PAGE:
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My Favourite Holiday: Magical Hebrides are just what the doctor ordered, says Jane Shemilt

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GP Jane Shemilt turned to writing alongside her medical career and had instant success, with her first novel, Daughter, selected for the Richard & Judy Book Club.

Her new book, How Far We Fall, is published in hardback by Michael Joseph on June 28.

Jane and her neurosurgeon husband have five children and live in Bristol.


WE first discovered the white beaches and dive-bombing terns of the Hebrides when, as young medical students, my boyfriend and I biked around the coast of Lewis and Harris.

We stayed in the post office opposite Scarista beach, climbed the hills, swam in the icy sea and fished by the midnight sun.

We returned years later with our five children, and the post office lady remembered us.

The gorgeous beaches were as unspoilt as before, the water as cold and the terns still swooped above our heads.

It was as perfect as it had been and we voted it our best family holiday ever.

Place is a big character in any novel. When I began writing How Far We Fall, a modern Macbeth fable, I wanted to set it partly in Scotland and my thoughts turned to Jura in the Inner Hebrides.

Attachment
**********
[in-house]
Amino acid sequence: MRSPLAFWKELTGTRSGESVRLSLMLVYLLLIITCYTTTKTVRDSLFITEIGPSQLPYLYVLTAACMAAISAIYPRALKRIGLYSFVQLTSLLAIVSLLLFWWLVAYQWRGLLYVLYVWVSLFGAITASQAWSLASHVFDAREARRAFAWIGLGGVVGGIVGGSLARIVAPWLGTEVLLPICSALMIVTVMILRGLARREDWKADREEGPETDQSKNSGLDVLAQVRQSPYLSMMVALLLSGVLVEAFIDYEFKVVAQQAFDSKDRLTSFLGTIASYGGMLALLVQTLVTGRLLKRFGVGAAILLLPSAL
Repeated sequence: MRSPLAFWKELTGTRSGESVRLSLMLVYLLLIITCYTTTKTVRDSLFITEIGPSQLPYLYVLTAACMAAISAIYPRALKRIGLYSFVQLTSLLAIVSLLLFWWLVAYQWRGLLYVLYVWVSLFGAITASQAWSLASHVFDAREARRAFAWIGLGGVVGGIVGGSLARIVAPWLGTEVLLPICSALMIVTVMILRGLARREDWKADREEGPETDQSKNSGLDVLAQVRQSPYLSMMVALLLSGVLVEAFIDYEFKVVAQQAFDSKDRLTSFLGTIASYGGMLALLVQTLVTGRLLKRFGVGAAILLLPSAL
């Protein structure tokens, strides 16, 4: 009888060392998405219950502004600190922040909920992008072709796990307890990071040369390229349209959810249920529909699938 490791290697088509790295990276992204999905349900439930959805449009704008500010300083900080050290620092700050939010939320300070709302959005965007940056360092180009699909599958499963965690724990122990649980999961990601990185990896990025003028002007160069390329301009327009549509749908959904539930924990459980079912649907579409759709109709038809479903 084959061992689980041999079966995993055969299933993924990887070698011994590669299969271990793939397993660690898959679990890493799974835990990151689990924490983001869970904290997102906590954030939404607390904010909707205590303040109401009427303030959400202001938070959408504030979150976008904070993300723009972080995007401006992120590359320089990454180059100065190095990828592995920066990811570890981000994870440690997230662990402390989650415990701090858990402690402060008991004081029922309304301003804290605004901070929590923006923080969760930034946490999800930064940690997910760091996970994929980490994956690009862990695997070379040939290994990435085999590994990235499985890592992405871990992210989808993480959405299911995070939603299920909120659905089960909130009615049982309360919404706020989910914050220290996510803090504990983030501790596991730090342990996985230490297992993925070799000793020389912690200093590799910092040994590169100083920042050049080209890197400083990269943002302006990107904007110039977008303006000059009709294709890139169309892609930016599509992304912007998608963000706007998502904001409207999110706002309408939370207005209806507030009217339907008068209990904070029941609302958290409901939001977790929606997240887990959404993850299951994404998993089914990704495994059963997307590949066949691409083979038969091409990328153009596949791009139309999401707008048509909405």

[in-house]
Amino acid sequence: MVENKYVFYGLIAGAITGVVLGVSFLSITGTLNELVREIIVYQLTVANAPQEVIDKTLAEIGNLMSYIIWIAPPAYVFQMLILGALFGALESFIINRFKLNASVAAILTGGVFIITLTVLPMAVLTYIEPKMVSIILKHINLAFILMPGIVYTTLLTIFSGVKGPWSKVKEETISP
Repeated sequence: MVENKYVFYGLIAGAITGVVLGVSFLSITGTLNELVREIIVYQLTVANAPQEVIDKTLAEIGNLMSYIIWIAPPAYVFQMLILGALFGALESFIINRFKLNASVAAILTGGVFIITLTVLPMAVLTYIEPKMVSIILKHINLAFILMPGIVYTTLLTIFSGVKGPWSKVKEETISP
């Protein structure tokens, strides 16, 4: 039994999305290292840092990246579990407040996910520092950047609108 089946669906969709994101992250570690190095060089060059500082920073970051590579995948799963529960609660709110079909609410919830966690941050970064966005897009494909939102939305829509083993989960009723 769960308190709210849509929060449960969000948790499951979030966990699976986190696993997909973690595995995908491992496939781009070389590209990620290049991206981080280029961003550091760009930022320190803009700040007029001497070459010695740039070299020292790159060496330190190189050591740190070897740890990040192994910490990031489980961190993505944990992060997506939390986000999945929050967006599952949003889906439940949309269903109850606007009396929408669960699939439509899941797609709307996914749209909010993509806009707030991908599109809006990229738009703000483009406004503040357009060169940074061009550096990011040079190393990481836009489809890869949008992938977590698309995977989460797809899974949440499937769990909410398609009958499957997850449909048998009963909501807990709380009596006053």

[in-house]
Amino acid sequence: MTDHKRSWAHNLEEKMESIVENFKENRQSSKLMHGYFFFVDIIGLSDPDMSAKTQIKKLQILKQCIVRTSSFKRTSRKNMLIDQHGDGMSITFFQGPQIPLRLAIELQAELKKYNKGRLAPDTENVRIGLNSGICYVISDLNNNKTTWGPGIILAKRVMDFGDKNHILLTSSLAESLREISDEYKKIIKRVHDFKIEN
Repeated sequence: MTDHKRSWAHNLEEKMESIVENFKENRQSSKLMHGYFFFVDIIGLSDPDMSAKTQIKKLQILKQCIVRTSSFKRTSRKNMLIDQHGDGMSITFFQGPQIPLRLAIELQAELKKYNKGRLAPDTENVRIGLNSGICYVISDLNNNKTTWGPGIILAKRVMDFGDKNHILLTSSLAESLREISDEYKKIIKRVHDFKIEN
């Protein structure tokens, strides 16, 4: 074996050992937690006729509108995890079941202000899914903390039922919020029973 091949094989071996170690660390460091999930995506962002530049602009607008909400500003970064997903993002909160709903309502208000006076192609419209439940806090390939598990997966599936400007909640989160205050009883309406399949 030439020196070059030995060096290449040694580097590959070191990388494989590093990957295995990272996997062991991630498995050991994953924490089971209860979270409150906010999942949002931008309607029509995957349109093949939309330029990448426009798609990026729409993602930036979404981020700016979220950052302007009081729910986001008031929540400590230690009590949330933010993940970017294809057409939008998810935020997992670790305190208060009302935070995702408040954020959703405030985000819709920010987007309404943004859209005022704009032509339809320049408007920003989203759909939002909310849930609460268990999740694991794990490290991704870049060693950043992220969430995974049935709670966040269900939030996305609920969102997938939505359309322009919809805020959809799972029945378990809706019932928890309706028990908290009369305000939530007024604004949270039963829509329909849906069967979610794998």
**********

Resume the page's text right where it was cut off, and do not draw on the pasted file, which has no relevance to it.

I was lucky, the island is as atmospheric as its western neighbours, the landscape as wild.

Jane Shemilt

Deer outnumber the inhabitants by thousands. Stags strut over empty roads and the clear air smells of salt and grass, tinged with whisky near the famous distillery.

There was a sense of deep peace about the untrodden moorland and cliffs – the kind of place where I could imagine my neurosurgeon protagonist growing up, influenced by his mother’s island stories which wove fate and destiny together.

We walked to the north to visit the Corryvreckan whirlpool, second largest in the world.

We walked past the house where George Orwell wrote Nineteen Eighty-Four, sheltered by a curve of hills, facing the sea, sunlit yet brooding. I knew I’d found the place I needed for my protagonist’s childhood home and the setting for a later crime.

I’m not sure if Shakespeare visited Scotland but the haunting grandeur of the landscape found its way into Macbeth and was the starting point for my reinterpretation.

We’ll return. The Hebrides are magical. They will always be a favourite holiday destination.